Self Improvement


Listening to a great soundtrack that pumps your inner fuel (Born To Run by Bruce Springsteen, or Lose Yourself by Eminem, for instance) is a sure-fire way to spark your imagination and sustain your goal-oriented behaviour.

Cultivating an underdog mindset is useful as it takes the pressure off and makes us reimagine ourselves as someone who is starting from zero and has nothing to lose, making our small victories seem epic.

Donnie Blizzard (@donnie) - Profile Photo



Self Improvement

Make Your Goal Important

Imagining yourself as an underdog out to prove the naysayers wrong is a great motivator. The key to sustaining your motivation is to use your imagination and reframe the mundane, uninspiring activities or situations into something that gives you a sense of purpose.

The daily struggles can be turned into epic adventures using your imagination, and the brain can be tricked to make the body perform better.

What we know from neuroscience and psychology, the true self doesn't exist. There is no evidence for a separate morally good true self deep within a person.

But the ides of a morally good true self still plays an important role, such as how we understand others' behaviour, assess our own lives and how we think it influences our behaviour.

  • If we believe in a morally good true self, it does not explain political strife, hate crimes and online nastiness. A possible explanation can be that our definition of "morally good" is based on our own values, which can vary.
  • Thinking that others have a moral good true self doesn't seem to be supported by the criminal justice system based on punishment and retribution.

One reason is that it's beneficial for well-being and helps us to cooperate with and trust others.

Another reason is that we tend to reflect on our positive traits. When describing the essence of something, we tend to say the essence of these things is good. When we describe the essence of a table, we describe the traits of a good table, not of a broken table.

One of the most common messages in college commencement speeches is, "Be true to yourself." Morals traits are continually shown to be the deep-down part of a person that makes them unique.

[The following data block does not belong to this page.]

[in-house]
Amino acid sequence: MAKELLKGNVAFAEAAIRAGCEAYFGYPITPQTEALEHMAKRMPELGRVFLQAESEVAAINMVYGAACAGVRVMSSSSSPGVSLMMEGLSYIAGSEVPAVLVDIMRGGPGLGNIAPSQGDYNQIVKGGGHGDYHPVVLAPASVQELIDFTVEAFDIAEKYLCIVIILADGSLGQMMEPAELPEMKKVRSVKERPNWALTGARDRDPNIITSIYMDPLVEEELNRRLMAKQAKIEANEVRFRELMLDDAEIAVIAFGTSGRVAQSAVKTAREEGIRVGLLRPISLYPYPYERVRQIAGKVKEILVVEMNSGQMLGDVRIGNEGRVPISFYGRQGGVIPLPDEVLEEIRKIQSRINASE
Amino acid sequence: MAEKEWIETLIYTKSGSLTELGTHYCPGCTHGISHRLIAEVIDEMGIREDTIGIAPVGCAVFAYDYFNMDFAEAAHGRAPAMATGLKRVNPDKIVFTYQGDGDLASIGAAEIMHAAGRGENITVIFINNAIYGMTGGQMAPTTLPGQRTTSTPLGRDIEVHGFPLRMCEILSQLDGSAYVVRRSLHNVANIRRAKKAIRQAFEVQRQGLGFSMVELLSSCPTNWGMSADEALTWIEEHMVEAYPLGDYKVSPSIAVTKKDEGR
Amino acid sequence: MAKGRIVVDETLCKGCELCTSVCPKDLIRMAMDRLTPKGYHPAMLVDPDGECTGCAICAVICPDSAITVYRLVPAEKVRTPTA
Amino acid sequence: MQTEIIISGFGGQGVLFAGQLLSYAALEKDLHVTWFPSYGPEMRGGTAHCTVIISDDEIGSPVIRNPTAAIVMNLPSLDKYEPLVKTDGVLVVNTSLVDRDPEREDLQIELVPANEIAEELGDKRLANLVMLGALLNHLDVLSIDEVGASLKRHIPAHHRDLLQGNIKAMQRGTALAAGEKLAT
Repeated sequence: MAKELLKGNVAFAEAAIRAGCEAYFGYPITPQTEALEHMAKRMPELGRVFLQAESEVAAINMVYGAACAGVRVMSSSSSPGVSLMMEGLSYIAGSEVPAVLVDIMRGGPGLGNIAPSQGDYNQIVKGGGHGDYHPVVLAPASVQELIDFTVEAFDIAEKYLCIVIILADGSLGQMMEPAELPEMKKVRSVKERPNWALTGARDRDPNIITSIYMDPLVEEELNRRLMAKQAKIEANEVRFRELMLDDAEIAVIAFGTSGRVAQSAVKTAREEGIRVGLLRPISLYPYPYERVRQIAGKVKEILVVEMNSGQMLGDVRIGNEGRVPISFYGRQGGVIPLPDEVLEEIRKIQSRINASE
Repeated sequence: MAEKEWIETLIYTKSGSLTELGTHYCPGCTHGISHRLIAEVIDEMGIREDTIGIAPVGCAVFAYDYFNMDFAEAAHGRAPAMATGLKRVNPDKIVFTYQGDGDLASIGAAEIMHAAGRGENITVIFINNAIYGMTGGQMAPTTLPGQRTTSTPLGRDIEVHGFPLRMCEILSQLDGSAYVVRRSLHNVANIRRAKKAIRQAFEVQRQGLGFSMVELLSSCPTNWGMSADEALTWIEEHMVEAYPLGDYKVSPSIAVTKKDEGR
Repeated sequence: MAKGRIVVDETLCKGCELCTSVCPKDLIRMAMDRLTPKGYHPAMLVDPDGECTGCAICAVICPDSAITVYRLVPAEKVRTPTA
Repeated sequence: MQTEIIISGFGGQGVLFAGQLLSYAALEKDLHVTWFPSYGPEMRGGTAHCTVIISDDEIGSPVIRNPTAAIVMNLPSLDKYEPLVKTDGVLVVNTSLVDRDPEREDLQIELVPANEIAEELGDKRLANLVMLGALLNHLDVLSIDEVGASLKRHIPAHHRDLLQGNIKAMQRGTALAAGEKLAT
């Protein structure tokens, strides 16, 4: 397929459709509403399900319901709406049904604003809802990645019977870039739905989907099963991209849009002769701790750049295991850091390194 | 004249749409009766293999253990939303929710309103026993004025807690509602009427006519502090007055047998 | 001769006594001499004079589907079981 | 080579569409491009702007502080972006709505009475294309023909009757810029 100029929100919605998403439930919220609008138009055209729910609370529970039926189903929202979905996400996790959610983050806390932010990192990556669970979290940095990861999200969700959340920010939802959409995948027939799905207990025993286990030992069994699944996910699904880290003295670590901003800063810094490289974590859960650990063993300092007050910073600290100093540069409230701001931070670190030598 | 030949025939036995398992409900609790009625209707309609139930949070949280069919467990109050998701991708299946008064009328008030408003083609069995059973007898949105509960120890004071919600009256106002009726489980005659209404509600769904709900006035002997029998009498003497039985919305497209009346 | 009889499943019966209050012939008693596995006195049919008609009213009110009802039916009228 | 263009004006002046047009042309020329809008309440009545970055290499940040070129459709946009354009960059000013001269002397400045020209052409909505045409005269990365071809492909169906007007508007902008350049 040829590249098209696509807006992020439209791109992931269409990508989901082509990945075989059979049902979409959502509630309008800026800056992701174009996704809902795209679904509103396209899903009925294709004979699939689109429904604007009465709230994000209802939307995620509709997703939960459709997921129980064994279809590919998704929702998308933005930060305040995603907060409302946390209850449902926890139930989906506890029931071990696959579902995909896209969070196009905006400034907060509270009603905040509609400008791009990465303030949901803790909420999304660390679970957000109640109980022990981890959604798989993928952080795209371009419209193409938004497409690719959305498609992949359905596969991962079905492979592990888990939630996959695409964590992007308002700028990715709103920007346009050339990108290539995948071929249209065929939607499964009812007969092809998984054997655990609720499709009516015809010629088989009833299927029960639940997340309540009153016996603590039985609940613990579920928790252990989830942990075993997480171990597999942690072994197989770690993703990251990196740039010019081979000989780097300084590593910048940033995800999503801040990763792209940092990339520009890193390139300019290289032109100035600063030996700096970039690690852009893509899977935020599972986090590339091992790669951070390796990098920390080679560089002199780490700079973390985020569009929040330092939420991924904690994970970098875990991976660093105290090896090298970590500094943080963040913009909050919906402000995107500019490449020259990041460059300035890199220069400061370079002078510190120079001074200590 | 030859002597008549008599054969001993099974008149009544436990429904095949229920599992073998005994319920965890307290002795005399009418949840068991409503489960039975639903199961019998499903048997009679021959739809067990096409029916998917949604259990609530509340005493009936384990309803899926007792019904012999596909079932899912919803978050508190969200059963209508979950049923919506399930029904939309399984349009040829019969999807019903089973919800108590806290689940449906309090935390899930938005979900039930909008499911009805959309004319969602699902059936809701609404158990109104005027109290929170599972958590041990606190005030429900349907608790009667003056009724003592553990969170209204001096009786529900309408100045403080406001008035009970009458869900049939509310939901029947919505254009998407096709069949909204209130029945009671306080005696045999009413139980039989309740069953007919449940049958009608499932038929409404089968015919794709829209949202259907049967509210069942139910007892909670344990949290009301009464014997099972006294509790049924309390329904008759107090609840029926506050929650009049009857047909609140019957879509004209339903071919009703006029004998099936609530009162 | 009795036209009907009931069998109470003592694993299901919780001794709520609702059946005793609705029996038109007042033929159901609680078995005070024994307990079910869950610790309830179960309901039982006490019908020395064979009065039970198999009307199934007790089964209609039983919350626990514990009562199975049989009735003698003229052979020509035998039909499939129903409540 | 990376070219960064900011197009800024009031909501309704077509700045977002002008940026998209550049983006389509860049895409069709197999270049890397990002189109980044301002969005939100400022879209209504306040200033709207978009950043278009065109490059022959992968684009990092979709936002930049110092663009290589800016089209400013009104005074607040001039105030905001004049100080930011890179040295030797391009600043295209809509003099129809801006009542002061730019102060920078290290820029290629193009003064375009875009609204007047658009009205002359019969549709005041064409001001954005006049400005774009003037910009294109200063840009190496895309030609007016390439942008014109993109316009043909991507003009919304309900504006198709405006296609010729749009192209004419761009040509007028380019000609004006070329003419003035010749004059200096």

A study revealed that when people make positive changes in their lives, they are viewed as showing what was always deep inside them. When they partake in negative behaviours, they are viewed as moving away from their true selves.

  • The self is made up of a combination of your physical appearance, intelligence, memories, and habits.
  • The true self is what people will call their essence. It is what makes you you.

When people are asked which actions are in alignment with their true self and which not, they consistently say their true self consists of the parts that are morally good.

A belief in the morally good self is a powerful idea that can help a person to keep trying. But it can also fuel an existential crisis if your life doesn't match up to your "true self."

The idea of a true self deep down can mean there is a real you to be found - that there are happiness and fulfilment in doing it. However, it's good to be aware of the bias of a morally true self.

A psychological idea called the "true self"

Most people believe deep down that they have a true self that is morally good.

In an experiment, people were asked that if they could enter another body, which traits would most likely come with them. They consistently mentioned that they would retain traits related to their morality.

People that believe that they have a morally good true self care about morality as core to their identity. If they then behave immorally, it threatens the sense of their identity.

People might respond to the threat by denying that they're acting immorally or get defensive. Others might do a good deed to reestablish their goodness.


"You think the dead we loved ever truly leave us? You think that we don’t recall them more clearly than ever in times of great trouble?"


“It does not do to dwell on dreams and forget to live.”

Albus Dumbledore